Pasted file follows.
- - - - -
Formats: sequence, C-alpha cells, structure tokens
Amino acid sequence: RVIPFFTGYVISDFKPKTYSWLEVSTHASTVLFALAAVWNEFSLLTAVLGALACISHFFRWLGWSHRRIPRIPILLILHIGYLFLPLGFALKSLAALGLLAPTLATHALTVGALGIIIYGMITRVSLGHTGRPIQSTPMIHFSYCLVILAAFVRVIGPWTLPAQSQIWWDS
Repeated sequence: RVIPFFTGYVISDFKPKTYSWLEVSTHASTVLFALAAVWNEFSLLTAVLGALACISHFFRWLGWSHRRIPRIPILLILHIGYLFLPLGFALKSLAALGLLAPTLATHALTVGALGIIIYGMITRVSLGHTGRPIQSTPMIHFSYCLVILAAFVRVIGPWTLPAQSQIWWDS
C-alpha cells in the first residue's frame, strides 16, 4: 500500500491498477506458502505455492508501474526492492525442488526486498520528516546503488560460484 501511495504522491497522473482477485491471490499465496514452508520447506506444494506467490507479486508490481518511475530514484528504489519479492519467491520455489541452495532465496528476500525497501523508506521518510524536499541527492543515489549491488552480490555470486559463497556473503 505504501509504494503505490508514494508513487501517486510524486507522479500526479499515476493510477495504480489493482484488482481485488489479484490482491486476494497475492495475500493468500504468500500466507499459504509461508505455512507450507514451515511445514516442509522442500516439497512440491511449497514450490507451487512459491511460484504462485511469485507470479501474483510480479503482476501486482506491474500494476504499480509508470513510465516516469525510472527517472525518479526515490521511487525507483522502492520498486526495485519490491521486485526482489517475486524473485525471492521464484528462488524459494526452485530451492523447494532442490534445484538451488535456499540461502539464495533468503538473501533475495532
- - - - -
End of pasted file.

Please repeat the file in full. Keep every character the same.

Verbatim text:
Formats: sequence, C-alpha cells, structure tokens
Amino acid sequence: RVIPFFTGYVISDFKPKTYSWLEVSTHASTVLFALAAVWNEFSLLTAVLGALACISHFFRWLGWSHRRIPRIPILLILHIGYLFLPLGFALKSLAALGLLAPTLATHALTVGALGIIIYGMITRVSLGHTGRPIQSTPMIHFSYCLVILAAFVRVIGPWTLPAQSQIWWDS
Repeated sequence: RVIPFFTGYVISDFKPKTYSWLEVSTHASTVLFALAAVWNEFSLLTAVLGALACISHFFRWLGWSHRRIPRIPILLILHIGYLFLPLGFALKSLAALGLLAPTLATHALTVGALGIIIYGMITRVSLGHTGRPIQSTPMIHFSYCLVILAAFVRVIGPWTLPAQSQIWWDS
C-alpha cells in the first residue's frame, strides 16, 4: 500500500491498477506458502505455492508501474526492492525442488526486498520528516546503488560460484 501511495504522491497522473482477485491471490499465496514452508520447506506444494506467490507479486508490481518511475530514484528504489519479492519467491520455489541452495532465496528476500525497501523508506521518510524536499541527492543515489549491488552480490555470486559463497556473503 505504501509504494503505490508514494508513487501517486510524486507522479500526479499515476493510477495504480489493482484488482481485488489479484490482491486476494497475492495475500493468500504468500500466507499459504509461508505455512507450507514451515511445514516442509522442500516439497512440491511449497514450490507451487512459491511460484504462485511469485507470479501474483510480479503482476501486482506491474500494476504499480509508470513510465516516469525510472527517472525518479526515490521511487525507483522502492520498486526495485519490491521486485526482489517475486524473485525471492521464484528462488524459494526452485530451492523447494532442490534445484538451488535456499540461502539464495533468503538473501533475495532